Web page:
Mentoring

There is no such thing as one-size-fits-all mentoring. Raffa says that women face different challenges – and although not all women are the same – she does think it’s important to acknowledge that mothers might want to spend more time away from the office than fathers.  “It is a challenge, and as a mentor, I think helping them figure out what they think is truly important to them, and how to integrate their family and their career is vital.” She also acknowledges that those time factors may change as children progress from infant to toddler to adolescent to teenager.”

“I think the other thing is there’s still lots of industries that are male dominated and certainly the leadership is male dominated, so having female mentors is terrific,” Raffa explains. “Having male mentors is also wonderful, but as a female, it’s important to have some female leaders that you can look up to and that you admire, respect, and can learn from.”

Vital Voices Raffa Executive Mentoring Program

Vital Voices is a client of Raffa’s and she wanted to do more to help them.  “The organization gives women a voice in parts of the world where they don’t have much of a voice, dealing with issues like economic empowerment and how to become self-sufficient while dealing with poverty, sex trafficking, human rights, in various developing countries where it’s really a challenge for women.” The organization works with and helps roughly 15,000 women around the world.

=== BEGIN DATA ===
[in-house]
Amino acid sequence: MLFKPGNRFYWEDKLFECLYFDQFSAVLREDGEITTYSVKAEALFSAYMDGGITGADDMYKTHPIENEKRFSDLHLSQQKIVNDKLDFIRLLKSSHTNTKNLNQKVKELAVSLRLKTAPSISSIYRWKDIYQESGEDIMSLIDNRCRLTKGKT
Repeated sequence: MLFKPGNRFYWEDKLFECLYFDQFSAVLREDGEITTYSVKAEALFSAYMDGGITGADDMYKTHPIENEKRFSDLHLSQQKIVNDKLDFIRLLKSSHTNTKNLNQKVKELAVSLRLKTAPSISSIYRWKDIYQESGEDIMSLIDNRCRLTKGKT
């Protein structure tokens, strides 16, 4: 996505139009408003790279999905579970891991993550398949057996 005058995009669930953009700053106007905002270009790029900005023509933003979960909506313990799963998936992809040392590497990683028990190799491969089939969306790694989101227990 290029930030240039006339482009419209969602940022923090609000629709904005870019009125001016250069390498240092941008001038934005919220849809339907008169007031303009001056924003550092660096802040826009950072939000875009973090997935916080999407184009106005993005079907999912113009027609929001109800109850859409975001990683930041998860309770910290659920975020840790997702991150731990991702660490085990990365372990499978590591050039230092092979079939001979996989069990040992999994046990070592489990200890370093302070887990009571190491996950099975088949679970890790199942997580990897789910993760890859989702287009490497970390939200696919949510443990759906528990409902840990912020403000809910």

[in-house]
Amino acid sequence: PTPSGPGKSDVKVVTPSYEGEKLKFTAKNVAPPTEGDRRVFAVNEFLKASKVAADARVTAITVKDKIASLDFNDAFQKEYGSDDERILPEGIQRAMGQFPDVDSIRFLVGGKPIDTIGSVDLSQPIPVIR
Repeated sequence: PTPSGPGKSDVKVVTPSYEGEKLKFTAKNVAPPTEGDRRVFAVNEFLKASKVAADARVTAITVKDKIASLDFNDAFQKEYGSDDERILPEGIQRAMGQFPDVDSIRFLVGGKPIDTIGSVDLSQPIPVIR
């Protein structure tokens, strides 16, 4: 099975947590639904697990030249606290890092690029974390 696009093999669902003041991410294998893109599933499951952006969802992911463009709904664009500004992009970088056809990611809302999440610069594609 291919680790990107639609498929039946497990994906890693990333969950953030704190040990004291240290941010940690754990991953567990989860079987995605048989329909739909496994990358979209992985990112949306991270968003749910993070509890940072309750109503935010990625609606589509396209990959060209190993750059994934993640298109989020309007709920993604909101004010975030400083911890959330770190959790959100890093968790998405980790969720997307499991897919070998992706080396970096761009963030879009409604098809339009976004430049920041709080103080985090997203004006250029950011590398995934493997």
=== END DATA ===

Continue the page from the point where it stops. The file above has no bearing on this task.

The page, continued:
Raffa attended a conference that included 100 of the most extraordinary women in Vital Voices. “A lot of these women have founded and are running NGOs, non-profit organizations in their country, they’re also running social businesses.” She decided that her company could help them with infrastructure. Currently, there are ten mentees from the Vital Voices network who are paired with 23 people from Raffa.

In addition to helping the women at Vital Voices, Raffa had another motive. “I wanted to get a senior level person and a junior level person working together within the firm, because I thought that would be a great way for mentorship for the junior level persons – and I also had people from different departments working together so they could get to know each other.”

The virtual mentoring program, which is in its sixth month, includes monthly virtual calls between the mentors and mentees. “We try to help them with the issues they face and identify ways that the mentors offer assistance and bring the resources of our firm to help these women.”

Advice for Women Entrepreneurs

Raffa believes that women should take the initiative to seek out opportunities, instead of waiting for them to appear. “If you are thinking about doing something, if you want something to happen – make it happen.” She says the worst that can happen is that you get a “no” response or the plan doesn’t work. But that’s not the end of the world — and you’ll never know if you don’t take the first step.